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Futures Markets: Energies & Metals Review Once you are earning from  futures markets , the Energy and Metal Review I’m sha...
To open the review, we will firstly have a look at energy markets. Last week the energy space did a lot of consolidating a...
Our expert - Daniel Cronin - believes that crude will still try and keep a neutral range. However, it looks like the upsid...
Daniel Cronin just wonders when these will break down but just has not seen it yet.  Natural gas looks to be bought in the...
**Chart courtesy Gecko Software’s Track n’ Trade Pro Past performance is not necessarily indicative of future results.
Now, we just go next with metals market. You know, precious metals had a crazy week with gold plunging more than $200 from...
While silver too declined below $40 but then shot right back up to $41.50.  Daniel has reason to believe gold will once ag...
The notes around metals markets end the review this week. You many take note the important points that experts would like ...
Disclaimer : Past performance is not indicative of future results. Trading futures and options involves substantial risk o...
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Energy and Metal Reviews This Week: August 29, 2011

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Once you are earning from futures markets, the Energy and Metal Review I’m sharing will interest you like ever. Since the markets are changeable and such the information will help guide your work. If you say yes, now we start.

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Energy and Metal Reviews This Week: August 29, 2011

  1. 1. Futures Markets: Energies & Metals Review Once you are earning from futures markets , the Energy and Metal Review I’m sharing will interest you like ever. Since the markets are changeable and such the information will help guide your work. If you say yes, now we start.
  2. 2. To open the review, we will firstly have a look at energy markets. Last week the energy space did a lot of consolidating as crude oil bounced around from $82 to $87 with huge support at the $83 level.  The equities look to be trying to build a support base in the DOW. The euro has seen itself increase in recent days against other major currencies.
  3. 3. Our expert - Daniel Cronin - believes that crude will still try and keep a neutral range. However, it looks like the upside could be tested more this week as there have been higher highs and higher lows.  About gasoline and heating oil, these markets have seen tremendous strength with the heat crack over $40 and gas crack over $32.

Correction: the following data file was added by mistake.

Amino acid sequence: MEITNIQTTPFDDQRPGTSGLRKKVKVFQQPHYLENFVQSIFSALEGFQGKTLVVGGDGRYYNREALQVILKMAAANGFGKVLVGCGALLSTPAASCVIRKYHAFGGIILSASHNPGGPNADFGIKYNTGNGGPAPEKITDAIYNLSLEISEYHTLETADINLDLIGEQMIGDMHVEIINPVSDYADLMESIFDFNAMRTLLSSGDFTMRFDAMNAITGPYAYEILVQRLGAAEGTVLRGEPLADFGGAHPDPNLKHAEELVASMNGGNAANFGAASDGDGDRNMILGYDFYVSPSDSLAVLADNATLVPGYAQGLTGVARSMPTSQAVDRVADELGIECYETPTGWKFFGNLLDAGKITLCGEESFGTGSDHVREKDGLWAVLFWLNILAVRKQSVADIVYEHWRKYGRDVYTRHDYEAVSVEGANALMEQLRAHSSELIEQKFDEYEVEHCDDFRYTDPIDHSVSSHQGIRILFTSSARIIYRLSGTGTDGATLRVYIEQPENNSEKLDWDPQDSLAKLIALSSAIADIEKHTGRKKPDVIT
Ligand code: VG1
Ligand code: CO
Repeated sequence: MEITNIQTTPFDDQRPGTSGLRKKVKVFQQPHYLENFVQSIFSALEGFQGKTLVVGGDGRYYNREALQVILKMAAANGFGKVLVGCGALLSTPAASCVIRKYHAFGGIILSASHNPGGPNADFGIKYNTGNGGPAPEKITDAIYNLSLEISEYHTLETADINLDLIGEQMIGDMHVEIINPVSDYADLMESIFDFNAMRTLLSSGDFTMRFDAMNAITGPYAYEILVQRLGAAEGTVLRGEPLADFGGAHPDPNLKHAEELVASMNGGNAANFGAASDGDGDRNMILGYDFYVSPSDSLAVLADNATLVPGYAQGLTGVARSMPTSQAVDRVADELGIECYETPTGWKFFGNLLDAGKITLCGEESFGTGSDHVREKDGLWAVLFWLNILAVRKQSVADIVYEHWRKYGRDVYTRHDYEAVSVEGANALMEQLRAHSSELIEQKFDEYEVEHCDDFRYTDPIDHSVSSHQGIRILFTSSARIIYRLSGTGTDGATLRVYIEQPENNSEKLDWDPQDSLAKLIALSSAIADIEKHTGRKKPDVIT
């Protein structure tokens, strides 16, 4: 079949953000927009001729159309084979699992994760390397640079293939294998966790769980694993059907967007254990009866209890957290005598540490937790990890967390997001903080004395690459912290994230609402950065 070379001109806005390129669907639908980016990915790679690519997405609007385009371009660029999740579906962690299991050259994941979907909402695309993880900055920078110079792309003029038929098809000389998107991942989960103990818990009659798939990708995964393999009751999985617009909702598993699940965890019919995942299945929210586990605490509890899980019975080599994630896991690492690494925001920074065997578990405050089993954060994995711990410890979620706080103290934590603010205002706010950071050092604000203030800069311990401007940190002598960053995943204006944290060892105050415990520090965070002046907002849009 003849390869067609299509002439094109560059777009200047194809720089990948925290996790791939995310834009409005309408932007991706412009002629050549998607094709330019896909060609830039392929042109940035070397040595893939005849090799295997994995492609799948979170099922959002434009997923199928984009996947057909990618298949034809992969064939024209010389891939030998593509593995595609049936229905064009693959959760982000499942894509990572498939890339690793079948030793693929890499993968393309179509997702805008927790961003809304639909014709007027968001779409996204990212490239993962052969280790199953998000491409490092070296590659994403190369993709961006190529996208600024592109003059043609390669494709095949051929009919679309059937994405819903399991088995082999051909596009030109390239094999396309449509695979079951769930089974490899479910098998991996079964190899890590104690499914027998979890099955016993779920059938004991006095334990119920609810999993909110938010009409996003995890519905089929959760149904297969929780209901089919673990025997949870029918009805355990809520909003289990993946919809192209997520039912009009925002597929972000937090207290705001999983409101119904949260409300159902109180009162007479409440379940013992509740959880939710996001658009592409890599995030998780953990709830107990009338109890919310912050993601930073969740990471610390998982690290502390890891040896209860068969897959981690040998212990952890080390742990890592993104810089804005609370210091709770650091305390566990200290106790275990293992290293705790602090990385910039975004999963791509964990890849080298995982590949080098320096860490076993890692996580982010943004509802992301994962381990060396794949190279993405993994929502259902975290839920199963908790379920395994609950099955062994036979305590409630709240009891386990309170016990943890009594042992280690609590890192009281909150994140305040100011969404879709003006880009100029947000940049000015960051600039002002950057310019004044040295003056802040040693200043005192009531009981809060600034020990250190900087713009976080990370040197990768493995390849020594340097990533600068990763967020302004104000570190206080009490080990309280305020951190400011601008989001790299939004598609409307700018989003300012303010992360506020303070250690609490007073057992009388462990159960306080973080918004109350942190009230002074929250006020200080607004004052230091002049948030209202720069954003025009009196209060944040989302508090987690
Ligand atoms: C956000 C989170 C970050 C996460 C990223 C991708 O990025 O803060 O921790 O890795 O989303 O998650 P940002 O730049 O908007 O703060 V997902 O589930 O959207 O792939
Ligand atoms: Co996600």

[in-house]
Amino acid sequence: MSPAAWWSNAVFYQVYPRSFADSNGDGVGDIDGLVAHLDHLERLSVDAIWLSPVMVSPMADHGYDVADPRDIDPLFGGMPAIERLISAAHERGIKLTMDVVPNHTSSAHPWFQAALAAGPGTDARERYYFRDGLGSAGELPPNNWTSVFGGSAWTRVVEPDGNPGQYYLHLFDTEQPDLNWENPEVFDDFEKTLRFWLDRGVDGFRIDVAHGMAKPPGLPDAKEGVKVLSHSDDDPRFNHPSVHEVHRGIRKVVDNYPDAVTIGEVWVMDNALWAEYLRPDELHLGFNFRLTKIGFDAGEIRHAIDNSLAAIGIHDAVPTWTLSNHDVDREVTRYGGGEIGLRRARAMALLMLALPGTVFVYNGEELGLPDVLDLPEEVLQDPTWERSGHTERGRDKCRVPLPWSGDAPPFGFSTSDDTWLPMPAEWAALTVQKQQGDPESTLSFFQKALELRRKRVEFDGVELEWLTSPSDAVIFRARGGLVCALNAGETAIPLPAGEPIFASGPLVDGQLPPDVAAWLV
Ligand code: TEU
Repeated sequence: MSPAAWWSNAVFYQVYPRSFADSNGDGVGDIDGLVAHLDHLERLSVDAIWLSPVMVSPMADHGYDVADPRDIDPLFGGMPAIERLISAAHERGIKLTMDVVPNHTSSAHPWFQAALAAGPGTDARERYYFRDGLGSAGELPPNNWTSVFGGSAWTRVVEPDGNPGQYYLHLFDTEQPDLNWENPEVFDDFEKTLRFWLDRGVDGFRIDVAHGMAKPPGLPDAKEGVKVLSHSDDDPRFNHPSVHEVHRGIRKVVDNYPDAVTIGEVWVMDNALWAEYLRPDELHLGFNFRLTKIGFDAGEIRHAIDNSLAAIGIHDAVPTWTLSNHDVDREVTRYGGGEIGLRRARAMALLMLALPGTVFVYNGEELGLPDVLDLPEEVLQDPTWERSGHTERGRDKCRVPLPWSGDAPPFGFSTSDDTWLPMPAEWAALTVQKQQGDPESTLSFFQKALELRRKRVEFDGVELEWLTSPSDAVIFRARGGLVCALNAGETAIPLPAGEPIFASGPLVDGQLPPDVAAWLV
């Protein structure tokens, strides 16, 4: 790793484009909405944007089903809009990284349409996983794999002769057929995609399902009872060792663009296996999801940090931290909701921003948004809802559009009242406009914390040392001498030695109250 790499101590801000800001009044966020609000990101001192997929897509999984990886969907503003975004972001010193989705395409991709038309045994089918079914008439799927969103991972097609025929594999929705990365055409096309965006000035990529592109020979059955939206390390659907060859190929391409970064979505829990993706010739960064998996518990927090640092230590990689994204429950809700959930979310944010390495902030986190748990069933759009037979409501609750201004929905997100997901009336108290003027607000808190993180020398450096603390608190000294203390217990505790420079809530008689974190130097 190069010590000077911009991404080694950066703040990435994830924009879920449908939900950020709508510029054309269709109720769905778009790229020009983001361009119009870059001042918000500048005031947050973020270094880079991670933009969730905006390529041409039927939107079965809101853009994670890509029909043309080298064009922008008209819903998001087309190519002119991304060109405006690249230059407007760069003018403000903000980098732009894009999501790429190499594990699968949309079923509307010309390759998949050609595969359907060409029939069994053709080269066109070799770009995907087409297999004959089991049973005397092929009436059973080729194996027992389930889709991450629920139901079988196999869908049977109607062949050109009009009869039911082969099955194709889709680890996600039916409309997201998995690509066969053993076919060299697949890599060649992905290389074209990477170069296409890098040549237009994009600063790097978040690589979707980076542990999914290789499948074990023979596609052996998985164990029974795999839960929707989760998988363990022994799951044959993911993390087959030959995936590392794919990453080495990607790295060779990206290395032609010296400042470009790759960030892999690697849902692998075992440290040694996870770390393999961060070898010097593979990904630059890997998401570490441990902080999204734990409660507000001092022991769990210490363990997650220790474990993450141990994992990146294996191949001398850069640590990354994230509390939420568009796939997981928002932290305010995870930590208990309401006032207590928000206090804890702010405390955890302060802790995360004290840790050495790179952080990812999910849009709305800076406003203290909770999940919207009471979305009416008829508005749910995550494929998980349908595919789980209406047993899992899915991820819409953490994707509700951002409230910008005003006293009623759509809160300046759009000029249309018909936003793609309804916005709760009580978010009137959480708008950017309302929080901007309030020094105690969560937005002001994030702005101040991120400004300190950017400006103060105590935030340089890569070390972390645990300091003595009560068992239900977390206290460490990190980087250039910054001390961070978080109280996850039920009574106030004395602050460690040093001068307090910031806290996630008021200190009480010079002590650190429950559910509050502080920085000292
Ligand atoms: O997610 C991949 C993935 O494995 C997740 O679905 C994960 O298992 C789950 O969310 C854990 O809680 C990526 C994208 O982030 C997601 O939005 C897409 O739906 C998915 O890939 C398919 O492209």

4. 4. Daniel Cronin just wonders when these will break down but just has not seen it yet.  Natural gas looks to be bought in the $3.80 area with OTM calls as this market could once again head over $4. You can look at the market chart for a full view.
  5. 5. **Chart courtesy Gecko Software’s Track n’ Trade Pro Past performance is not necessarily indicative of future results.
  6. 6. Now, we just go next with metals market. You know, precious metals had a crazy week with gold plunging more than $200 from its high. However, after that, gold bounced right back to $1,830 regaining more than half of the losses back. This market has shown buying interest on big dips suggesting this market is no bubble.
  7. 7. While silver too declined below $40 but then shot right back up to $41.50.  Daniel has reason to believe gold will once again try to get to $1,900.  How about Copper? It has broken the upside resistance of $4.10 and is likely going to try and get to $4.15 as the equity markets try and climb out of their hole.
  8. 8. The notes around metals markets end the review this week. You many take note the important points that experts would like us to pay attention on. So now, just be wise for a successful trading week!
  9. 9. Disclaimer : Past performance is not indicative of future results. Trading futures and options involves substantial risk of loss and is not suitable for all investors. Fundamental factors, seasonal and weather trends, daily news, and other current events may have already been factored into the markets. The use of stop loss or contingent orders may not protect profits and may not limit losses to the amount intended. Certain market conditions make it difficult or impossible to execute such orders.

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